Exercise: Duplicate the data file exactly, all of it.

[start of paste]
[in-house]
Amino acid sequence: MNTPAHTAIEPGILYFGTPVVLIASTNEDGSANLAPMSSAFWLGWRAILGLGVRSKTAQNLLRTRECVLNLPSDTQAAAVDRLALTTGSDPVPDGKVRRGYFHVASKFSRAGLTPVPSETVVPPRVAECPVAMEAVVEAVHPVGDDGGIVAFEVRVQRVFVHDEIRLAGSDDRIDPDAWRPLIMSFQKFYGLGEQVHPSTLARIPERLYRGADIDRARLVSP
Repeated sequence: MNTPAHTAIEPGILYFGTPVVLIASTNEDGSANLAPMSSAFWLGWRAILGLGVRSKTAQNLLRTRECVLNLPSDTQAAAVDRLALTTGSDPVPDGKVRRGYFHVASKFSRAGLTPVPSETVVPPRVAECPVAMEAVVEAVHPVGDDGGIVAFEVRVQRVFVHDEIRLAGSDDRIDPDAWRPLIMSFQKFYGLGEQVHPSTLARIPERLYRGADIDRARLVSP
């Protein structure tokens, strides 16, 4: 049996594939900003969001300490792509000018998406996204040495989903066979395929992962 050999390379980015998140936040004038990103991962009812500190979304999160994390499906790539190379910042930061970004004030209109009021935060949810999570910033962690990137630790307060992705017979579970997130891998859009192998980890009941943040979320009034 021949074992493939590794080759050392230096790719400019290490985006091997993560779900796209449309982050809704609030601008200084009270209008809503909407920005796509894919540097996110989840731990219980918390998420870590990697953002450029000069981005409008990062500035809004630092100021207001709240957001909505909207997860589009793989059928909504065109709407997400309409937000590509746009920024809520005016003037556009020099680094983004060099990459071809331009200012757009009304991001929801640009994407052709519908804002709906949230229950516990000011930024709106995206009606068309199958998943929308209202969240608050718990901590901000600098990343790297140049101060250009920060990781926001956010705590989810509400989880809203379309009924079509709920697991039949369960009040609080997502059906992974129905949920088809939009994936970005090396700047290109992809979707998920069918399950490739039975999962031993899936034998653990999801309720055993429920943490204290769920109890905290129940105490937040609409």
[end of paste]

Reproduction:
[in-house]
Amino acid sequence: MNTPAHTAIEPGILYFGTPVVLIASTNEDGSANLAPMSSAFWLGWRAILGLGVRSKTAQNLLRTRECVLNLPSDTQAAAVDRLALTTGSDPVPDGKVRRGYFHVASKFSRAGLTPVPSETVVPPRVAECPVAMEAVVEAVHPVGDDGGIVAFEVRVQRVFVHDEIRLAGSDDRIDPDAWRPLIMSFQKFYGLGEQVHPSTLARIPERLYRGADIDRARLVSP
Repeated sequence: MNTPAHTAIEPGILYFGTPVVLIASTNEDGSANLAPMSSAFWLGWRAILGLGVRSKTAQNLLRTRECVLNLPSDTQAAAVDRLALTTGSDPVPDGKVRRGYFHVASKFSRAGLTPVPSETVVPPRVAECPVAMEAVVEAVHPVGDDGGIVAFEVRVQRVFVHDEIRLAGSDDRIDPDAWRPLIMSFQKFYGLGEQVHPSTLARIPERLYRGADIDRARLVSP
């Protein structure tokens, strides 16, 4: 049996594939900003969001300490792509000018998406996204040495989903066979395929992962 050999390379980015998140936040004038990103991962009812500190979304999160994390499906790539190379910042930061970004004030209109009021935060949810999570910033962690990137630790307060992705017979579970997130891998859009192998980890009941943040979320009034 021949074992493939590794080759050392230096790719400019290490985006091997993560779900796209449309982050809704609030601008200084009270209008809503909407920005796509894919540097996110989840731990219980918390998420870590990697953002450029000069981005409008990062500035809004630092100021207001709240957001909505909207997860589009793989059928909504065109709407997400309409937000590509746009920024809520005016003037556009020099680094983004060099990459071809331009200012757009009304991001929801640009994407052709519908804002709906949230229950516990000011930024709106995206009606068309199958998943929308209202969240608050718990901590901000600098990343790297140049101060250009920060990781926001956010705590989810509400989880809203379309009924079509709920697991039949369960009040609080997502059906992974129905949920088809939009994936970005090396700047290109992809979707998920069918399950490739039975999962031993899936034998653990999801309720055993429920943490204290769920109890905290129940105490937040609409």